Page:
As I walked down the road, the evening sun picked out some fine pictures for me….
…and I was glad that I had gone for my walk.
As I got near the bottom of the hill, I met two friends who were able to cycle up the hill and smile at the same time. They were on their electric bicycles and there is no doubt that the day of the electric bike has come. I am keeping that option firmly open for myself.
I didn’t go right down to the main road but took a route home that kept me in the sunshine for as long as possible…
…though I got in among the trees at the end as I dropped down towards the bridge back across the river.
I turned to enjoy the view as I crossed the bridge but was distracted by a familiar figure on a rock beside the water.
When I got home, I made the evening meal and watched the presentations for the Tour. It has been a good race to watch and we will miss it now that it is over. Unfortunately, if we want to watch the Giro, which is early in October, we will have to pay money, so we may have to wait for the Vuelta for our next cycling fix.
On some days there is not a flying bird to be had for love or money and on other days, you can’t give them away. Today was such a day.
Here are the multiple flying birds of the day.
23 thoughts on “Winding up again”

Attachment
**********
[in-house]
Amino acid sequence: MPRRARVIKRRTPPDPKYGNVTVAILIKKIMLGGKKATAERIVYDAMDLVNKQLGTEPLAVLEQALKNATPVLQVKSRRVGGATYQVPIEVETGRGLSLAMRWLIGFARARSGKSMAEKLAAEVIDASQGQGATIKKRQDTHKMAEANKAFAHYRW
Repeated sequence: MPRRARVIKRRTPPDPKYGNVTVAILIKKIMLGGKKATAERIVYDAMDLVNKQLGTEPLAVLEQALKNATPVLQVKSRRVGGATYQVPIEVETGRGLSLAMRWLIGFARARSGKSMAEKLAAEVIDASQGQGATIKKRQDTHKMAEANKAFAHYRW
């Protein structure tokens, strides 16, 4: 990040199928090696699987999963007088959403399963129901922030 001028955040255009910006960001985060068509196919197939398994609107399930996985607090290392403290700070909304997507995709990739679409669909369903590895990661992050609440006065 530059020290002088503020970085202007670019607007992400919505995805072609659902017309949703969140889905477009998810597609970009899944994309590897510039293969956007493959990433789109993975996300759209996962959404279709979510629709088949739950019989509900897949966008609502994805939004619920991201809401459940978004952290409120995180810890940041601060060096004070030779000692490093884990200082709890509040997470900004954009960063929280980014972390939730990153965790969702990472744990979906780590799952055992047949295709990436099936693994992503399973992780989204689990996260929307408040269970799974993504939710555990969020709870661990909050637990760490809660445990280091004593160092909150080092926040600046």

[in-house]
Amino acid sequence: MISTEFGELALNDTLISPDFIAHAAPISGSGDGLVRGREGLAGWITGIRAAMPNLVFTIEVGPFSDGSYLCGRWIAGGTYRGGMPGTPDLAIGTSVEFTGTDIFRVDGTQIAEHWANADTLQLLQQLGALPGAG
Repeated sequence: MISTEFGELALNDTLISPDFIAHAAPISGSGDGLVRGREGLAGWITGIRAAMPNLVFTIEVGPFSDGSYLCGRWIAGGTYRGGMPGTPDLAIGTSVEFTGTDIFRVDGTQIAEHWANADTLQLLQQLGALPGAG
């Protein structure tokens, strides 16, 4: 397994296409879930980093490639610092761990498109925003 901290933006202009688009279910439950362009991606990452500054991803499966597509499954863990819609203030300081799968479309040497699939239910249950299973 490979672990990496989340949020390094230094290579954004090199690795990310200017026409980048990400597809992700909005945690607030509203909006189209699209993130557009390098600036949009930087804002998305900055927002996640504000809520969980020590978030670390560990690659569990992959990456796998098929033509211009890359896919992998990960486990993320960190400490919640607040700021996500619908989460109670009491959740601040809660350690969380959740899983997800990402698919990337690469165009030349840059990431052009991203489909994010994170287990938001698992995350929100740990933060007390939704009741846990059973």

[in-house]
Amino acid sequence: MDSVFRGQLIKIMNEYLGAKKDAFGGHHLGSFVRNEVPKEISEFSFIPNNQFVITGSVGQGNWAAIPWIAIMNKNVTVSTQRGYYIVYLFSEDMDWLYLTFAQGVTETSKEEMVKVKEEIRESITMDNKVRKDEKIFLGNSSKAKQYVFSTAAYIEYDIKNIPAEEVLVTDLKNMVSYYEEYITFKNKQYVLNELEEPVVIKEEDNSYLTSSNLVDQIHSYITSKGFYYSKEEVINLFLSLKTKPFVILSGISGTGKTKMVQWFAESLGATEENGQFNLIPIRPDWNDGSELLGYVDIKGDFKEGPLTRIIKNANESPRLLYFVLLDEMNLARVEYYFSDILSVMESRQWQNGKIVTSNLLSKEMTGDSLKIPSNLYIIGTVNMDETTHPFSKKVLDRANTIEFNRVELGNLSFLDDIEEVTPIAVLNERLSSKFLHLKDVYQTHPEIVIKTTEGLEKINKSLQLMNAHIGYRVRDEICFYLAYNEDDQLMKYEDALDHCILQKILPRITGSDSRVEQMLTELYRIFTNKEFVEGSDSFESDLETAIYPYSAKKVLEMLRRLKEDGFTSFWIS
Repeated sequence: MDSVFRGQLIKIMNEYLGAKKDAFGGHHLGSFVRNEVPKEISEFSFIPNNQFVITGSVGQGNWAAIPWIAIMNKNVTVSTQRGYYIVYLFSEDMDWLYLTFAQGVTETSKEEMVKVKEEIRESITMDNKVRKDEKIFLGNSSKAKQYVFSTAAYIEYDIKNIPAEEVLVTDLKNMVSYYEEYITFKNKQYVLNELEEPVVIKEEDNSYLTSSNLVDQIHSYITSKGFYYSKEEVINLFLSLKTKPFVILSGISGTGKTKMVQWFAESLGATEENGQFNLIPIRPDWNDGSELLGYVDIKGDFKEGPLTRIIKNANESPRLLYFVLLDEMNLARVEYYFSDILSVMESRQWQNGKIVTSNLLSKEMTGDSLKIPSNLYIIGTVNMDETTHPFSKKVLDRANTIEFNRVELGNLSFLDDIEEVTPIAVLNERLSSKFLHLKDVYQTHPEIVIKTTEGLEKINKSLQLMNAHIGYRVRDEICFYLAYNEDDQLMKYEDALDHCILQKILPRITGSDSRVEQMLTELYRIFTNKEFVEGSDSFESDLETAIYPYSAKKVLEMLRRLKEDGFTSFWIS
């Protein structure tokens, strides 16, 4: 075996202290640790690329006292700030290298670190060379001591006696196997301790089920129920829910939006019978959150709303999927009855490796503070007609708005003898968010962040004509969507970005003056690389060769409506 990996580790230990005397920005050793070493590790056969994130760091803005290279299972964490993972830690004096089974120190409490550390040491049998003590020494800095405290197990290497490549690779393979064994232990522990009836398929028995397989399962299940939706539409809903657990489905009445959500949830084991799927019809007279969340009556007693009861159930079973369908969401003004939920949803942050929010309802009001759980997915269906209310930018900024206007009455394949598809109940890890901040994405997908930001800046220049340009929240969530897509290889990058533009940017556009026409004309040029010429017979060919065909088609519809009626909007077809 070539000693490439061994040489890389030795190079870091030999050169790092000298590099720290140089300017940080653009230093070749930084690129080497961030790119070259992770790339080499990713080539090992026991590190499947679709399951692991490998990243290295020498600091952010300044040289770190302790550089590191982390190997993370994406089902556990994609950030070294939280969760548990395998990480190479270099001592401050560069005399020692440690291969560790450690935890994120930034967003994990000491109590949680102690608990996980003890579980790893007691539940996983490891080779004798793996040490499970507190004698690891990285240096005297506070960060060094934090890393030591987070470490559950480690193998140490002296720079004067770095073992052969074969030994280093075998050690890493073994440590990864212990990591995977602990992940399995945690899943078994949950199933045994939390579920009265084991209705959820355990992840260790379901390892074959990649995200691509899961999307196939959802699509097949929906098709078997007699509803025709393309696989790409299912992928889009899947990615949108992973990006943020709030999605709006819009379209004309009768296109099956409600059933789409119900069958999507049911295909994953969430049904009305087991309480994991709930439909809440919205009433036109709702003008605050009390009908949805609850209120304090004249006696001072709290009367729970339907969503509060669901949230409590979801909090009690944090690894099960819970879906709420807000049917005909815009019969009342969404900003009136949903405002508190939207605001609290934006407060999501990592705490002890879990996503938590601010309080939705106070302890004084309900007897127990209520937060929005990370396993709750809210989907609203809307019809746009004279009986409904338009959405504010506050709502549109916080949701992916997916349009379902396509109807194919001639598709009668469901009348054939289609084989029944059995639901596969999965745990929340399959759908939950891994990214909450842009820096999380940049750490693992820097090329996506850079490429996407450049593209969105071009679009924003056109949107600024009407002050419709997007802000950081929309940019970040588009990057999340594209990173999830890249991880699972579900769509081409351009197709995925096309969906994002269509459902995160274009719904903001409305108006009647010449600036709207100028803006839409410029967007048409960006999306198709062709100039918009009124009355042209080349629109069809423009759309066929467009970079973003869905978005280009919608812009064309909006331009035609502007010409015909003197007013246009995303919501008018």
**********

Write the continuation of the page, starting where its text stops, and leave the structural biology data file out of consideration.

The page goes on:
Lots of beautiful pictures, but my favorites were the blue flowers. Oh my, they are lovely!
They are a knockout, I agree.
As I scrolled through your pictures I kept thinking ‘this is my favourite’ only to find another took its place! You might tout yourself as a novice photographer, but so many of today’s offerings are absolutely professional and beautiful to look at – more than once!
You are very kind. It helps a lot when the light is right as it was on this walk.
I agree, your photos look professional to me. I suppose since covid-19 there are no shows or photo competitions to enter you work? I had a hard time picking a favorite, as all are beautiful, although the dancing trees may win today. It is interesting how they grew.
There have been no flower or agricultural shows this year, you are right. It has been a relief in a way not to have to spend time choosing which pictures to enter, always a brain hurting task.
I never get tired of your views over Skiddaw and todays was an exceptionally good one.
Of all the fine photos I would pick out the dancing trees, the gate in the wall, and the abusive siskin altercation.
You obviously have great taste.
I’ve never seen gentians like those. They’re amazing.
The view up the valley from the golf course looks like a Maxfield Parrish painting.
You’re lucky to live in such a beautiful place!
I didn’t know of Maxfield Parrish so I looked him up. Thank you.
You’re welcome. He’s well known here.
Those gentians are GORgeous!
I agree, most striking.
Amazingly clear views of the Lake District hills.
Wonderful views where ever you looked! Those trees maybe dancing but they’re definitely related to triffids! All those beautiful brightly coloured flowers…my favourite is the cornflower blue! My favourite photo out of so many stunners is that little gate just peeping out…enticing you to open it…did you?
Not in this occasion but I have been through it many times before.
Stunning close-up of the Small Tortoiseshell.
I love the mossy walls and the great shot of Mr Grumpy but..wow! That gentian is stupendous. And the dancing trees are delight.
I agree on both counts.
A gorgeous post full of beautiful views and such a variety of flowers fruit and trees! Thank you, Tom.
It is a pleasure to be blessed enough to have people who are willing to spend some time enjoying the things that I enjoy.